Families can be Difficult ...
They also can be one's strength to weather the certain difficulties in life that test any resolve for happiness. "The Descendants" is that film which reveals both sides of that certain coin - that life is precious and messy, and must be lived with the knowledge of the inevitable eventuality that befalls each of us.
Maybe we should mind our way down that path and keep those messes in small, manageable piles. "The Descendants" is a film about those who have not.
Chief among these offenders of an ongoing mismanagement of presence is Matt King, played by George Clooney. Matt King tries hard to stay on the right path; however, his life was a microcosm of change beyond one's control, yet still bore his fingerprints of responsibility. The short of it: It ain't easy being a loving father, a dutiful husband, and provider for all - sometimes you just can't win. Regardless, Matt suited up every day and continued to play the game as best he could muster.
In complete aggregate, this is the synopsis of this unique story of normal people in an abnormal set of situations: Life is messy, but who should clean it up? Daddy Matt King, imbued with all his faults, struggles mightily to the rescue.
This type of character: a paradox of humanity, aging gracefully in a graceless world, plays to Actor Clooney's strength to convey. George has learned to convey this message in the moment with simply, his facial expressions, without over-embellishing the projected mood. It is a subtle talent that George Clooney has grown into, which includes him in the rarefied air enjoyed by the best actors living in their lofty club of the extraordinarily gifted. Clooney's Matt King is the every-man, humbled in the ostensible world of inherited wealth, who, as a wealthy heir to the generational fortune of Hawaiian tribal royalty, has striven to remain normal, but now finds his established life trait to be an impossible quest to continue.
And just why is that so difficult of a quest? Matt King is the part owner, as a descent of ancient Hawaiian royalty (about a ninth) of a remaining 25,000 acres of that estate, a pristine paradise on the "big island" of Hawaii in the Hawaiian Archipelago, and is also the family's administrator of the trust that has sustained all of his many cousins their entire lives - but not Matt.
Matt has used only his income as a practicing real estate attorney to sustain his family, while taking some small portion of his inheritance to purchase special items as he deemed necessary. Matt, by the voice of Actor Clooney in narration, explains this in onset of the film. His cousins, at least most of them, have not been so practical. Now they have multiple offers to sell that handsome land, up to one billion dollars, just as some of the cousins are running out of their inherited fortunes.
But not so fast, if you should proffer any bold assumptions as to the great fortune that has now befallen Matt and his family, there is more to this humanistic tale, with the twist of this erstwhile fortune. Much, much more.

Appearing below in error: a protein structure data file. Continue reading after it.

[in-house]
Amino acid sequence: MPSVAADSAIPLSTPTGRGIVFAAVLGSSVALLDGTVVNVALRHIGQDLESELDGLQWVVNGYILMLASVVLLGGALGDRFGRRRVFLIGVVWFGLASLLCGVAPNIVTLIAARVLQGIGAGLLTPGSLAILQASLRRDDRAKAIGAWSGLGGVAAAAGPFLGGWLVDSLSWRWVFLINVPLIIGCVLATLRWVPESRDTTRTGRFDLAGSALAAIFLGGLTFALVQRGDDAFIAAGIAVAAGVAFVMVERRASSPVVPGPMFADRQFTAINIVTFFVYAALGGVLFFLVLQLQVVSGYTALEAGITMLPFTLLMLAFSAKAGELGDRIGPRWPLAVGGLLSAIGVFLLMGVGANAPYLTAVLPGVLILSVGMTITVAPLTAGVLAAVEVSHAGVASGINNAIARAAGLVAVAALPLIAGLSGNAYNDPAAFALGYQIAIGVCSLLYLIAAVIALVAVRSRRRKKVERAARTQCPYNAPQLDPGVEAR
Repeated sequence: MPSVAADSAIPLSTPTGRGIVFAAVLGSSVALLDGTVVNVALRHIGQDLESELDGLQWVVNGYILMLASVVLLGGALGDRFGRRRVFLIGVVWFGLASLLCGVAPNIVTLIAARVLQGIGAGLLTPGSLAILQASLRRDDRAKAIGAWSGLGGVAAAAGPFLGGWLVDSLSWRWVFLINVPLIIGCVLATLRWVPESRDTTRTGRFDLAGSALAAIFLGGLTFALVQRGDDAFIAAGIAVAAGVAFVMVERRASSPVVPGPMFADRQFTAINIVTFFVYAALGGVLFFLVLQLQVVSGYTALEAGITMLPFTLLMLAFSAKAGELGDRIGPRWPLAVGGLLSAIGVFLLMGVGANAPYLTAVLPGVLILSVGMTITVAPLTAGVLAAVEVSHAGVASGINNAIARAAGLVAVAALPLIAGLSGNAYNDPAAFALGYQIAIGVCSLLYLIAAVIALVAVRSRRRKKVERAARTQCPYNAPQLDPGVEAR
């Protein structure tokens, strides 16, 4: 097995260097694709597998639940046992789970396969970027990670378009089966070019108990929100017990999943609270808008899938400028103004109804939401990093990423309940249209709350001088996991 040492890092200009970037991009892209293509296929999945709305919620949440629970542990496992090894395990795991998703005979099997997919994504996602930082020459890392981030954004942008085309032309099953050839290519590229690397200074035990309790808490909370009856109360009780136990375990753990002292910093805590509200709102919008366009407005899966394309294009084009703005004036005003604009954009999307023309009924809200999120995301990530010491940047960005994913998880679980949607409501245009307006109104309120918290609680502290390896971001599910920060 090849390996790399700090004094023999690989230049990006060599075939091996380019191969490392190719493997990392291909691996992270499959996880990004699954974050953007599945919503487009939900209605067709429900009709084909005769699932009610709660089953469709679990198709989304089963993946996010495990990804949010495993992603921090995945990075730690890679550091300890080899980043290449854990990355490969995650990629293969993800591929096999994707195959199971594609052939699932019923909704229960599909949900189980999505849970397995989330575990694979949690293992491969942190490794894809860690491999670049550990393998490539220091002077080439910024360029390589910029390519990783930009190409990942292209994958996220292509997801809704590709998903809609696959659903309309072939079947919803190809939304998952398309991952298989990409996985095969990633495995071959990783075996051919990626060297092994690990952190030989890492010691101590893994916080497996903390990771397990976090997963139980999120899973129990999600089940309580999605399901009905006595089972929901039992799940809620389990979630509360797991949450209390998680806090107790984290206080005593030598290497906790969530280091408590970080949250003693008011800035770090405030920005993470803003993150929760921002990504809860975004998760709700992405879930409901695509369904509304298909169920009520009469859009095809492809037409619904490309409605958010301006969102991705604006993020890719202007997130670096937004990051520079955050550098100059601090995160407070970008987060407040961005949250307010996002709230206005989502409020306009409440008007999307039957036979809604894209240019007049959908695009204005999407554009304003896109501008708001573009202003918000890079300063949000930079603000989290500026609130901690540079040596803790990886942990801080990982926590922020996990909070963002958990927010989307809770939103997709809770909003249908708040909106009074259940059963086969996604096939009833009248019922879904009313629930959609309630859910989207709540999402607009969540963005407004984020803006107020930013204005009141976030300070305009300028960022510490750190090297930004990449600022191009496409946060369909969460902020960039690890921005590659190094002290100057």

Nearly as soon as Matt discovers the intrinsic value of his family's marketable real estate, his wife, Elizabeth laid in extremely quiet repose, played by Patricia Hastie, is injured in a terrible motorboat accident, and remains in a coma from the onset of the film, until ... Matt learns that she will never recover. Shortly thereafter, Matt learns of his wife's infidelity, from, of all people, his eldest daughter, Alexandra, played by Shailene Woodley.
From bad to worse is the cliche that best describes the rest of the film until Matt King, a loving but distant father learns that he has some mad recovery of spirit, and reclamation of family ahead of him, after he ties together quite a few of life's unraveled loose ends.
If one completely disregards the fact of Matt's semi-dormant wealth, his life lived in one of America's foremost paradises, Hawaii, the 50th state, this film is a fairly normal account of some fairly normal people dealing with a most abnormal situation. And as one would imagine, there is quite a bit of natural humor that is thrown into the mix, which is not forced, and works well to draw the audience in a bit closer to deliver the inevitable cinematic knockout punch that is the working magic of any well constructed story in celluloid.
Screenwriters Alexander Payne (also the director), Nat Faxon and Jim Rash took the fine story of a Kaui Hart Hemmings novel about her native roots, and crafted this wonderful story that was so well constructed in the flesh and bones of this film by Director Payne. Director Alexander Payne has already made a number of quirky, but intrinsically honest films: "Sideways," "About Schmidt" that also told interesting stories, with a fair amount of natural humor just like our subject here.
These kinds of films work if they are well written, well acted, and overall, well crafted. "The Descendants," in its brisk 115 minutes of runtime, was just that sort of a film. One of the film's many brushes of interpersonal reality was when the goofy boyfriend, Sid, Nick Krause, made a comment on the state of Matt's father-in-law's wife suffering from Alzheimer's, when Matt took the daughter and her boyfriend to tell Elizabeth's father of her sad turn to the worse. The father-in-law, Scott Thorson, played by Robert Forster, took umbrage with the boy's immature comment about his terminally ill wife:
Sid: "I bet she (the mother-in-law) knows how funny she sounds" [openly laughing at the sad, sick woman].
Scott Thorson [the wiry, loving husband of the sick wife turns to the simple boy] "I'm going to hit you now" [and then decks the boy ... hard].
Matt King: "You little fuck! Do you get hit a lot?"
Sid: "I don't know, I've had my share."
Matt King: [to Alexandra] "Your friend is retarded, you know that?"
Sid: "Hey I've got a brother who's retarded! You don't have to get all derogatory."